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Jackson v. Dollar Tree Distribution, Inc.

United States District Court, C.D. California

May 23, 2018

Andrew Jackson
v.
Dollar Tree Distribution, Inc. et al.

          Present: The Honorable Philip S. Gutierrez, United States District Judge.

          CIVIL MINUTES - GENERAL

         Proceedings (In Chambers): Order GRANTING Plaintiff's motion to remand

         Before the Court is a motion to remand action to state court filed by Plaintiff Andrew Jackson (“Plaintiff”). See Dkt. # 20 (“Mot.”). Defendant Dollar Tree Distribution, Inc. (“Defendant”) opposes the motion, see Dkt. # 21 (“Opp.”), and Plaintiff replied, see Dkt. # 26 (“Reply”). The Court finds the matter appropriate for decision without oral argument. See Fed. R. Civ. P. 78; L.R. 7-15. Having considered the moving papers, the Court GRANTS Plaintiff's motion to remand.

         I. Background

         From September 2014 until February 19, 2016, Plaintiff was employed by Defendant as a fork-lift operator. See First Amended Complaint, Dkt. # 8 (“FAC”), ¶ 4. He claims that “[a]t all relevant times during his employment, ” he was “an exceptional, dedicated, and loyal employee who was reliable and performed excellent work.” Id. ¶ 16. He alleges that, during his employment with Defendant, he was “exposed to extreme heat and a constant barrage of dust blown from the desert into the warehouse” where he worked. Id. ¶ 19. After being forced to seek medical treatment due to his severe symptoms, Plaintiff claims that he was reprimanded by Defendant and admonished for missing work. Id. ¶¶ 20-21. He alleges to have eventually been diagnosed with pneumonia and Valley fever, which caused him to request workplace accommodations that were denied. Id. ¶¶ 24, 26. As both his condition and Defendant's treatment of him worsened, Plaintiff made complaints regarding unsafe working conditions that Defendant ignored. Id. ¶¶ 27-33, 40-42. Ultimately, Plaintiff's employment with Defendant was terminated-a decision that Plaintiff attributes to his medical condition and his complaints regarding health and safety violations. Id. ¶¶ 43-45.

         Plaintiff initiated this action by filing a complaint in Los Angeles County Superior Court on February 15, 2018. See Notice of Removal, Dkt. # 1 (“NOR”), Ex. A. Defendant removed the case to this Court on March 21, 2018, asserting diversity jurisdiction because it is a citizen of Virginia, Plaintiff is a citizen of California, and the amount in controversy exceeds $75, 000. See Id. ¶¶ 1, 9-40. Following removal, on April 6, 2018, Plaintiff filed his first amended complaint (“FAC”). In addition to Defendant, the FAC added another party: Defendant “Ali, ” who was allegedly “one of Plaintiff's supervisors” who “held the position of ‘Assistant General Manager.'” FAC ¶ 7. The FAC asserted that Defendant “Ali” is a citizen of California. Id. Of Plaintiff's nine causes of action, only the final four are directed at “Ali”:

Sixth Cause of Action: Whistleblower retaliation in violation of California Labor Code § 1102.5. FAC ¶¶ 87-91.
Seventh Cause of Action: Defamation in violation of California Civil Code § 46. FAC ¶¶ 92-97.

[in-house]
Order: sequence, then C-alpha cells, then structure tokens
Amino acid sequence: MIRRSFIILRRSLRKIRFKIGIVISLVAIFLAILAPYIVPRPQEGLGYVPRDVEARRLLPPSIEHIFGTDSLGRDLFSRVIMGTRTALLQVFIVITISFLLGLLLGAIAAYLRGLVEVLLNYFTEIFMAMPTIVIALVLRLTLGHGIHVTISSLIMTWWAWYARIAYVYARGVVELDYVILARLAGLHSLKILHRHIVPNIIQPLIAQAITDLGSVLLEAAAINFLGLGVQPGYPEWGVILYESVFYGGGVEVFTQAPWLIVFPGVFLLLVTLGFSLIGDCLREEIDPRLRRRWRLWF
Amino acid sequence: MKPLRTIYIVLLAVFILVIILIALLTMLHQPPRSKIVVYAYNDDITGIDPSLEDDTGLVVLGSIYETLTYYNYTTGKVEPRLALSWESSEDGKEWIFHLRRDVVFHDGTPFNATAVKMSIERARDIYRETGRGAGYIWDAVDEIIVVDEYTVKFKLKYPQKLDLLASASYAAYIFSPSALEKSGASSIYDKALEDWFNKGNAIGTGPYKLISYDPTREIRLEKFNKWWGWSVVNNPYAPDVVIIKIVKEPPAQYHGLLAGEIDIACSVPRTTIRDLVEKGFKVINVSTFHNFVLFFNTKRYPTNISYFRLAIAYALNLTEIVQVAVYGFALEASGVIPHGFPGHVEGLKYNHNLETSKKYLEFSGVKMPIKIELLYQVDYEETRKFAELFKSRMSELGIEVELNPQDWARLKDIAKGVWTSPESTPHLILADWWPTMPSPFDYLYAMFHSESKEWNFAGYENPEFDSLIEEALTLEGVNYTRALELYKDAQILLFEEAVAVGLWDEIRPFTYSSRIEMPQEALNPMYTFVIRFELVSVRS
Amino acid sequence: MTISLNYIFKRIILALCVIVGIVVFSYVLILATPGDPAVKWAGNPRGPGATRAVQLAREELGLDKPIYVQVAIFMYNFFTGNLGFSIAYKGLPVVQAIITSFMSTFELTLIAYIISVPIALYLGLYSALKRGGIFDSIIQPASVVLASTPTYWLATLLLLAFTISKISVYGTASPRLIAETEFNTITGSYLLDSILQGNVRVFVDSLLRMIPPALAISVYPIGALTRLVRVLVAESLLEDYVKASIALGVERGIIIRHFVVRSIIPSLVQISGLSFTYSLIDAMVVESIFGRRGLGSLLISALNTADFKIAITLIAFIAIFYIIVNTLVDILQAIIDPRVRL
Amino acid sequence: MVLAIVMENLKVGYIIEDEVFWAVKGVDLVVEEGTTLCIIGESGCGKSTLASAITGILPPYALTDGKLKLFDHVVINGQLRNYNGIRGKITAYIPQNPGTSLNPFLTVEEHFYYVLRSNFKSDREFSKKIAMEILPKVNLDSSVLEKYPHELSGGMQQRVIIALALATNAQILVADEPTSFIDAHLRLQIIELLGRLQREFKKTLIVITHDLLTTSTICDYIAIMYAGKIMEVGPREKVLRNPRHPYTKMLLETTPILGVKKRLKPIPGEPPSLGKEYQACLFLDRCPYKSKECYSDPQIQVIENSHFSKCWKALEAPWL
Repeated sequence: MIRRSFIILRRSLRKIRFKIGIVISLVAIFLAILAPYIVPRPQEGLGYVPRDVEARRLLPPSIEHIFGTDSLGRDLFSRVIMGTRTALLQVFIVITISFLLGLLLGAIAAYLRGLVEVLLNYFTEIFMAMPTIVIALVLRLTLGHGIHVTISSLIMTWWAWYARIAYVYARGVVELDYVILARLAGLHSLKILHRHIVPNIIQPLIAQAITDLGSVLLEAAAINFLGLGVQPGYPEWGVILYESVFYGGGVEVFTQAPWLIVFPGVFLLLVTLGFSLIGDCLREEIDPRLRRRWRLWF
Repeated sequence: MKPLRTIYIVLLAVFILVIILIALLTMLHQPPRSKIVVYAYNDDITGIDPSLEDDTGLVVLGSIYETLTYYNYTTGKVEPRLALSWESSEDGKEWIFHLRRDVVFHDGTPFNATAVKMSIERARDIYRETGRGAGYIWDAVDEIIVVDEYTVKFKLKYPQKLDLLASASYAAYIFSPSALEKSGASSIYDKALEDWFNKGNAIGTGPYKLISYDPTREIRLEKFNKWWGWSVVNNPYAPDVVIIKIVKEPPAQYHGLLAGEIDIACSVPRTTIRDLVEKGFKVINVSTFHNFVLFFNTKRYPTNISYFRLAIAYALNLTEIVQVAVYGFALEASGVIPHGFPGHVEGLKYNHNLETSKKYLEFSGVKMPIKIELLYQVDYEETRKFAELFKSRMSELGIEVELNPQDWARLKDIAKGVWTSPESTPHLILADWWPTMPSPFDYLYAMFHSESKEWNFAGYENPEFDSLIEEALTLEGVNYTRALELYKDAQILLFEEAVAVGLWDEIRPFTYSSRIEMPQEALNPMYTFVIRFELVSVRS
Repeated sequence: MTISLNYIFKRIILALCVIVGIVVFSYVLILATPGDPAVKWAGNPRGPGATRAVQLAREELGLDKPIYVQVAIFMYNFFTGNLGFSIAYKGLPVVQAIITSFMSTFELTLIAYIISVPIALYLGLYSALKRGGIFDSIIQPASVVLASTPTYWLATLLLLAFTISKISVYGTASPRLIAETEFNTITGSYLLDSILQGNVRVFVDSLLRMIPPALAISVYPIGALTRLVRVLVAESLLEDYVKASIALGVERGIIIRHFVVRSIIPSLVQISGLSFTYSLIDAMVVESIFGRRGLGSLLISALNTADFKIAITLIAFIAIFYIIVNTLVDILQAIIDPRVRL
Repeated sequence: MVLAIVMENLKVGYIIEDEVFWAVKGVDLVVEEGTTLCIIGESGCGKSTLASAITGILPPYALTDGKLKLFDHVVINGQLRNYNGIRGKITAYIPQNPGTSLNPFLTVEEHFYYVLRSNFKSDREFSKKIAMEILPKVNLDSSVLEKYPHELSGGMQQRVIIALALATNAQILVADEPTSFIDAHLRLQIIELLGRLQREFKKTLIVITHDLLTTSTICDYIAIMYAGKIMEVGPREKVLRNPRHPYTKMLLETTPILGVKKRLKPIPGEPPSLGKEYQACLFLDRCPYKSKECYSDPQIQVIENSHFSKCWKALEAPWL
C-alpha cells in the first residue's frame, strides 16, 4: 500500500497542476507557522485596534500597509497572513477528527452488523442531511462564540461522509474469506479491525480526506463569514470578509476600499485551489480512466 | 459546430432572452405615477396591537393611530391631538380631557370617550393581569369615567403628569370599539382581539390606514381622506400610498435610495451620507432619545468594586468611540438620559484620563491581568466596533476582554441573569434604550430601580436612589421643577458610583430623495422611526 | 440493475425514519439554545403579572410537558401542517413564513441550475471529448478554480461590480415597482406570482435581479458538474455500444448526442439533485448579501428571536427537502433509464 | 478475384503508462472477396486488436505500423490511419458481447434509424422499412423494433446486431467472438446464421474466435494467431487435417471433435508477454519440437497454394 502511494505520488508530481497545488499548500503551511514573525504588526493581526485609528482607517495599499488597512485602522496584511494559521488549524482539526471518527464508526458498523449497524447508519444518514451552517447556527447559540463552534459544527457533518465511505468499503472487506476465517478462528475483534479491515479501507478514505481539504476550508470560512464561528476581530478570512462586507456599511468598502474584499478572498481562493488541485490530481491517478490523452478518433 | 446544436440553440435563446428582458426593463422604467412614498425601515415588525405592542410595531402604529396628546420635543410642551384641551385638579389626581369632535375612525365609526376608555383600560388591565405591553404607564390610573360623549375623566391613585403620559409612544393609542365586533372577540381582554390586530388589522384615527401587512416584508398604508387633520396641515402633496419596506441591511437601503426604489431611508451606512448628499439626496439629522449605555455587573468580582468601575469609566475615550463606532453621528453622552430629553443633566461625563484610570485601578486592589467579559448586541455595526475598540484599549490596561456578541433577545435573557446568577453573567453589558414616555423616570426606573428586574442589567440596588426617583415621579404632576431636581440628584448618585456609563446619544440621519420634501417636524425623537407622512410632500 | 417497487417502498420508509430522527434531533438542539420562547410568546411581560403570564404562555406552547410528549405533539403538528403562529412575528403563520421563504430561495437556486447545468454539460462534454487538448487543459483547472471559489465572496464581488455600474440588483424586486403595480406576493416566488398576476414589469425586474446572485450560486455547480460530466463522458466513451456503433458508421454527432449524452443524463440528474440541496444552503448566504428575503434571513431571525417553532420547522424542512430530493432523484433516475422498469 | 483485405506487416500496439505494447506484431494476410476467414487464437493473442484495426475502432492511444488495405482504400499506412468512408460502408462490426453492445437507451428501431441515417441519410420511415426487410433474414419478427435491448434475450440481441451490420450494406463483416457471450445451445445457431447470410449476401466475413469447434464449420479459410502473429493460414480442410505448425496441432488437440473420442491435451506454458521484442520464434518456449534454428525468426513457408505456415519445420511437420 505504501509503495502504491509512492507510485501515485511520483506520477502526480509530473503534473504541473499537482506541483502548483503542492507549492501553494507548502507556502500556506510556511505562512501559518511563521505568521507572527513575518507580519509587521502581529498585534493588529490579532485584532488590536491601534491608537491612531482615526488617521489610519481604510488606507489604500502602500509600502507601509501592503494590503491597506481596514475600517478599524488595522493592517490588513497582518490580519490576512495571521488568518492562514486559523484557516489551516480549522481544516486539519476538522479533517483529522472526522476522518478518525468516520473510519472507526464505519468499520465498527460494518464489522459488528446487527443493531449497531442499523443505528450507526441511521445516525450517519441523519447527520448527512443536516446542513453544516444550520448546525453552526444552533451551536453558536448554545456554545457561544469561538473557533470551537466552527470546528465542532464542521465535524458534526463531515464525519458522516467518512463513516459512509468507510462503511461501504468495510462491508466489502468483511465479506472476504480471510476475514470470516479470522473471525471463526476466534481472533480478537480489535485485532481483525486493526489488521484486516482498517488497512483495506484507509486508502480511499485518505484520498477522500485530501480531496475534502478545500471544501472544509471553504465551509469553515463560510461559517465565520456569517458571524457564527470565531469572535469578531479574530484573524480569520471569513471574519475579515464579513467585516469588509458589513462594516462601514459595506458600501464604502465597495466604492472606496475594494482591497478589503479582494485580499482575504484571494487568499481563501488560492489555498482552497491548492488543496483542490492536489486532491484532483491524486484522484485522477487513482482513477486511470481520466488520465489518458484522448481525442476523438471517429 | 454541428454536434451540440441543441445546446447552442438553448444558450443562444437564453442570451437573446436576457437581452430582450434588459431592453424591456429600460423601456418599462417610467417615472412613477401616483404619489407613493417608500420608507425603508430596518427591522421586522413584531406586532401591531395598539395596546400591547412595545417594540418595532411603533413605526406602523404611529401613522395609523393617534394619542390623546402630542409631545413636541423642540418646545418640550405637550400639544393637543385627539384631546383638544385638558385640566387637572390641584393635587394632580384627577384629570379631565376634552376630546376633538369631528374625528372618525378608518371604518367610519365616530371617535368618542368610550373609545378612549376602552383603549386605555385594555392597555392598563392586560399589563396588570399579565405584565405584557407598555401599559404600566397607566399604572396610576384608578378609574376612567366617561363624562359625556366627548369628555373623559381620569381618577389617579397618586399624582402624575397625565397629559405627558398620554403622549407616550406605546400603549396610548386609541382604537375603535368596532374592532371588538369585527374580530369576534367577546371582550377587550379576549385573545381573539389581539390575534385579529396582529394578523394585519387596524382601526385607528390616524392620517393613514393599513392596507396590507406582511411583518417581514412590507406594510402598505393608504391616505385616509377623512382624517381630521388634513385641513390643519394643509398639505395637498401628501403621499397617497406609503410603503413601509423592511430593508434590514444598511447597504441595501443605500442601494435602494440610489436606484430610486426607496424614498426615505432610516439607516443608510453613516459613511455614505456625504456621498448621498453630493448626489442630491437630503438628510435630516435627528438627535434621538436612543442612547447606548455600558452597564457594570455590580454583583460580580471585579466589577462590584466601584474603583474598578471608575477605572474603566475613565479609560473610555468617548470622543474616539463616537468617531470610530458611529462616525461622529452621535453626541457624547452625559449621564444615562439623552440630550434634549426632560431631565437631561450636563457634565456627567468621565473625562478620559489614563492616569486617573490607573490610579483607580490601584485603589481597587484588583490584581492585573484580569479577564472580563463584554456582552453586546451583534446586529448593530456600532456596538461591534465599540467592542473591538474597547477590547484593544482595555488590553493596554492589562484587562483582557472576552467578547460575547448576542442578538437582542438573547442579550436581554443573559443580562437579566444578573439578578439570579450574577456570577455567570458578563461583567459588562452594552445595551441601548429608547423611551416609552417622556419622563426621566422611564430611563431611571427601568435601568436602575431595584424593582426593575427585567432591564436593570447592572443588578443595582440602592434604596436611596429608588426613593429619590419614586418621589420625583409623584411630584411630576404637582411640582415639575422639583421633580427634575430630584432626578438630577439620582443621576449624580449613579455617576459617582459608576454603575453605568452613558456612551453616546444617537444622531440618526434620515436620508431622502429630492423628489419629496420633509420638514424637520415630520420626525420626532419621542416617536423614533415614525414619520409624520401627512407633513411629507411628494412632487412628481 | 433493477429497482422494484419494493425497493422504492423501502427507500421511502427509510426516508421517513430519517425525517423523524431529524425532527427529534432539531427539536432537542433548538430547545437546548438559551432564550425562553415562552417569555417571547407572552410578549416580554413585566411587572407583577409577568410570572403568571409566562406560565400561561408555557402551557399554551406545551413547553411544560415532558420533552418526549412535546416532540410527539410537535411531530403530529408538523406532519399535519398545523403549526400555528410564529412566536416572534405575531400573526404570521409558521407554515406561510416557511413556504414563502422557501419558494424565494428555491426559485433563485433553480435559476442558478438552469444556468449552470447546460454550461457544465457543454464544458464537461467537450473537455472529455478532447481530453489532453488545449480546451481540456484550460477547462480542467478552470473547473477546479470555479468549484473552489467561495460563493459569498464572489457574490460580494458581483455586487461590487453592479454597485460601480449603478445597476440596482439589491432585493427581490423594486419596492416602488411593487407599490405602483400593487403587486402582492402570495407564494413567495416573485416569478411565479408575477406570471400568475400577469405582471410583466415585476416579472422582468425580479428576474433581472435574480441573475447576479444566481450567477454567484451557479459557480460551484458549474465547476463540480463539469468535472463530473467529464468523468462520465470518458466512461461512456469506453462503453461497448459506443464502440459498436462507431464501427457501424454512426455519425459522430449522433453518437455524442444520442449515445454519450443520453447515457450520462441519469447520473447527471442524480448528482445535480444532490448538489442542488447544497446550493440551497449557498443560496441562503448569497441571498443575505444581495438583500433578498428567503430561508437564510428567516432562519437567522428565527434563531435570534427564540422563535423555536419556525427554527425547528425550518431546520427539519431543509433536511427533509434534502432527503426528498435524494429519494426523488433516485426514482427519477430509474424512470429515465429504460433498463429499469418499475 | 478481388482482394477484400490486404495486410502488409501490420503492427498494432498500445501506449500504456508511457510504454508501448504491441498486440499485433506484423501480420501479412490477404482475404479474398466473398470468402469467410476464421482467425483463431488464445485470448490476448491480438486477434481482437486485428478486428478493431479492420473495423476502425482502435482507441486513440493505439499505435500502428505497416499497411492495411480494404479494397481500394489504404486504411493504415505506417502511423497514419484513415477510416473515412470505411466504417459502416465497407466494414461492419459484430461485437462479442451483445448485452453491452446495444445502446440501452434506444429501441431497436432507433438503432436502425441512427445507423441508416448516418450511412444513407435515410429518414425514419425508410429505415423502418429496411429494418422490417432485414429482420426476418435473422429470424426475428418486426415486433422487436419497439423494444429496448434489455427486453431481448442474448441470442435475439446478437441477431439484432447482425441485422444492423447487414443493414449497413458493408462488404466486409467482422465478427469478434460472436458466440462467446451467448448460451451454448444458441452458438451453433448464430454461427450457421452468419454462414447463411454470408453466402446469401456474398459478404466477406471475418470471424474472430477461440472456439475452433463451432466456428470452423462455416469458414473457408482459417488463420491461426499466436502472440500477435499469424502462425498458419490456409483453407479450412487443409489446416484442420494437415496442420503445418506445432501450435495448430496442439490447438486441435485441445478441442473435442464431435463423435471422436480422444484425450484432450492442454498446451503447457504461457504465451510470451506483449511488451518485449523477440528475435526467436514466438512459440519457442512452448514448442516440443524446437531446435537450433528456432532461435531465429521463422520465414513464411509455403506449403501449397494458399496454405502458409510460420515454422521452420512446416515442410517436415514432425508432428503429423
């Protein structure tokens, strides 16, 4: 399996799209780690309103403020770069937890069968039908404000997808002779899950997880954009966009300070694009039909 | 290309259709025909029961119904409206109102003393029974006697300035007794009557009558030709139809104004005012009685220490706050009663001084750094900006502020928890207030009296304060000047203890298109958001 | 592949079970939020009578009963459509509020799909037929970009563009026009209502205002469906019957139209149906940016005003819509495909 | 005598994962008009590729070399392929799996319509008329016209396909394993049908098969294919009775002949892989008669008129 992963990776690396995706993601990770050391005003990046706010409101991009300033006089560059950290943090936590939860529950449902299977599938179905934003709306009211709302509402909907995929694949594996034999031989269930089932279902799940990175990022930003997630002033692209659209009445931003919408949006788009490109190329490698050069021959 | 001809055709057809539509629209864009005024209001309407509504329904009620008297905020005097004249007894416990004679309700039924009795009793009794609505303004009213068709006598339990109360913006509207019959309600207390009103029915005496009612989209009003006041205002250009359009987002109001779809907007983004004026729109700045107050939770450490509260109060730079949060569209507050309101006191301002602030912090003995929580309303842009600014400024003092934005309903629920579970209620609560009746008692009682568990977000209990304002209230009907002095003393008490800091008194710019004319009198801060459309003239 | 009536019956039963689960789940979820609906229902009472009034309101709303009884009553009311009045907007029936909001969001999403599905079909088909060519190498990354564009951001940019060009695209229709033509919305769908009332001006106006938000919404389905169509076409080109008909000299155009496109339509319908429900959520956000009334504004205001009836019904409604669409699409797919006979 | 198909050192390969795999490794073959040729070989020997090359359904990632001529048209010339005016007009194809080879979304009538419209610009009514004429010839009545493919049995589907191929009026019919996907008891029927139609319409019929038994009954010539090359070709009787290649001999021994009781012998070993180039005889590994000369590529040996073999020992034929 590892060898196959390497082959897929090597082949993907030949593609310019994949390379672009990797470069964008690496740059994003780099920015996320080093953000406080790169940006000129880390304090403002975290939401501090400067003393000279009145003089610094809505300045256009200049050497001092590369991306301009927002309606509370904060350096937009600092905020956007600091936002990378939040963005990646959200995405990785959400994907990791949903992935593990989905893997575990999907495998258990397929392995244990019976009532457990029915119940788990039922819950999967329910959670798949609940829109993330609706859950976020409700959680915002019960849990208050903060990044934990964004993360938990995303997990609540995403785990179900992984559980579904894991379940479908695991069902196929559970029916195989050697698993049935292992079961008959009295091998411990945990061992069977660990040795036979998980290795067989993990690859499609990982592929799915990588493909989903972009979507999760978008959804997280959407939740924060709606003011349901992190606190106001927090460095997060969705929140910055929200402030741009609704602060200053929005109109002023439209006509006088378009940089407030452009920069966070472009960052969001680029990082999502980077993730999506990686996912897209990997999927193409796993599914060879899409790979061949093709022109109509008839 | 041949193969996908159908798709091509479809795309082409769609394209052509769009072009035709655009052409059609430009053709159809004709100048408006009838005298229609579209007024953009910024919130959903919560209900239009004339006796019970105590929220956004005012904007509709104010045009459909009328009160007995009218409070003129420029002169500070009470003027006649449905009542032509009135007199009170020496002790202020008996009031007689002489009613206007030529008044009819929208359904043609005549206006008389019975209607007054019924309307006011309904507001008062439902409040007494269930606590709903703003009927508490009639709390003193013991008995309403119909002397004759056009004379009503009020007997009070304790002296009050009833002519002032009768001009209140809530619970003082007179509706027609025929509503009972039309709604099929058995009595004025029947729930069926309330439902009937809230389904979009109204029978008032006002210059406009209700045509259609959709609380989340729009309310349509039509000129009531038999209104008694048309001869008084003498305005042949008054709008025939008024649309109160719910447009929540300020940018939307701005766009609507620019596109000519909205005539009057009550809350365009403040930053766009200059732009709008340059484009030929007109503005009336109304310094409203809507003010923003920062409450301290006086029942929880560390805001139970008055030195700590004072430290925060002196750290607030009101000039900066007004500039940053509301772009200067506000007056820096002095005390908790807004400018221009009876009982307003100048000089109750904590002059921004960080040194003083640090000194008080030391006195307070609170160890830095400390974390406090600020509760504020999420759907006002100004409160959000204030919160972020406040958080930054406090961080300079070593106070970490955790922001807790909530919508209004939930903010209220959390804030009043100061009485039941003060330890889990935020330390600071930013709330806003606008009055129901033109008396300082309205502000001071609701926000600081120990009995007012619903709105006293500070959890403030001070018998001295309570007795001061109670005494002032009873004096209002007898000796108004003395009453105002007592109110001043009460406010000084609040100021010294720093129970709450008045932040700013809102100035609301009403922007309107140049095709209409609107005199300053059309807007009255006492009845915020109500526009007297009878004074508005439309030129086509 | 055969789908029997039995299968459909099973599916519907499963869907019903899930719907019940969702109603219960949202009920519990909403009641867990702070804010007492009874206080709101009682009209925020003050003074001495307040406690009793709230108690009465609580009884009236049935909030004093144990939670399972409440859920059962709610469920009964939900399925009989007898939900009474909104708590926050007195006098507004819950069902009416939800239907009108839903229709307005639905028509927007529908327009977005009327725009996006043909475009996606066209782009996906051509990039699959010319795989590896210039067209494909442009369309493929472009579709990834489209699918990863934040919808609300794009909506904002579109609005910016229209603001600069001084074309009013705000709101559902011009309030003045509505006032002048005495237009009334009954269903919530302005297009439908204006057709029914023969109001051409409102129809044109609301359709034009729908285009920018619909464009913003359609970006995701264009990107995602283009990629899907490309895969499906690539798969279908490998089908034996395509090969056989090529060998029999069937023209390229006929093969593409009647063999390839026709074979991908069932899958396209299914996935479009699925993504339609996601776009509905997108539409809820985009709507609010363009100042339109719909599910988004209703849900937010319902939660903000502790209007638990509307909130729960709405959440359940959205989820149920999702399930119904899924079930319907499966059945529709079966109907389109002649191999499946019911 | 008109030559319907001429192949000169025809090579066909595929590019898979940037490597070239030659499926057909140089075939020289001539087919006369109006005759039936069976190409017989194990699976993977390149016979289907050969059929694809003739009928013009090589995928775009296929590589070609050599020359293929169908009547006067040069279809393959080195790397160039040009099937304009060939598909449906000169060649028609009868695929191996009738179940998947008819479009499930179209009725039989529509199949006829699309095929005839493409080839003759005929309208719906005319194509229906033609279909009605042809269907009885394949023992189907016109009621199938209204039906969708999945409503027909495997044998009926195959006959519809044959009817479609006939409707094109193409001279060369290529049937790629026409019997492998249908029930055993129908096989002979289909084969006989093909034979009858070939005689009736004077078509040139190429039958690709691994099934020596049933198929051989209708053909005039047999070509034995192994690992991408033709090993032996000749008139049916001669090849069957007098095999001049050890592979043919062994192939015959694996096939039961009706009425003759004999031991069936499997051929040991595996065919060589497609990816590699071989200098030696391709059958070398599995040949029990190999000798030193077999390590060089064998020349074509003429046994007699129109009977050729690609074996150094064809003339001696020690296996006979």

Eighth Cause of Action: Harassment based on medical condition in violation of California Government Code § 12940(j). FAC ¶¶ 98-104.
Ninth Cause of Action: Intentional infliction of emotional distress (“IIED”). Id. ¶¶ 105-08.

         Plaintiff now moves to remand the action to state court, arguing that the addition of “Ali” destroys the complete diversity of parties needed for the Court to exercise diversity jurisdiction. See generally Mot.

         II. Legal Standard

         “Federal courts are courts of limited jurisdiction, possessing only that power authorized by Constitution and statute.” Gunn v. Minton, 568 U.S. 251, 256 (2013) (internal quotation marks omitted). Under 28 U.S.C. § 1441, a defendant may remove a civil action from state court to federal district court only if the federal court has subject matter jurisdiction over the case. See Chicago v. Int'l Coll. of Surgeons, 522 U.S. 156, 163 (1997) (“The propriety of removal thus depends on whether the case originally could have been filed in federal court.”). The case shall be remanded to state court if at any time before final judgment it appears a removing court lacks subject matter jurisdiction. See 28 U.S.C. § 1447(c); Int'l Primate Prot. League v. Adm'rs of Tulane Educ. Fund, 500 U.S. 72, 87 (1991). Courts strictly construe the removal statute against removal jurisdiction. See Provincial Gov't of Marinduque v. Placer Dome, Inc., 582 F.3d 1083, 1087 (9th Cir. 2009); Luther v. Countrywide Home Loans Servicing, LP, 533 F.3d 1031, 1034 (9th Cir. 2008). “A defendant seeking removal has the burden to establish that removal is proper and any doubt is resolved against removability.” Luther, 533 F.3d at 1034; see also Moore- Thomas v. Alaska Airlines, Inc., 553 F.3d 1241, 1244 (9th Cir. 2009) (“[A]ny doubt about the right of removal requires resolution in favor of remand.”).

         III. Discussion

         For a federal court to exercise diversity jurisdiction, there must be complete diversity between the parties and the $75, 000 amount in controversy requirement must be met. See Strawbridge v. Curtiss, 7 U.S. (3 Cranch) 267, 267 (1806); 28 U.S.C. § 1332(a). Complete diversity requires that “each defendant is a citizen of a different State from each plaintiff.” Owen Equip. & Erection Co. v. Kroger, 437 U.S. 365, 373 (1978). Consequently, if a non-diverse party is ...


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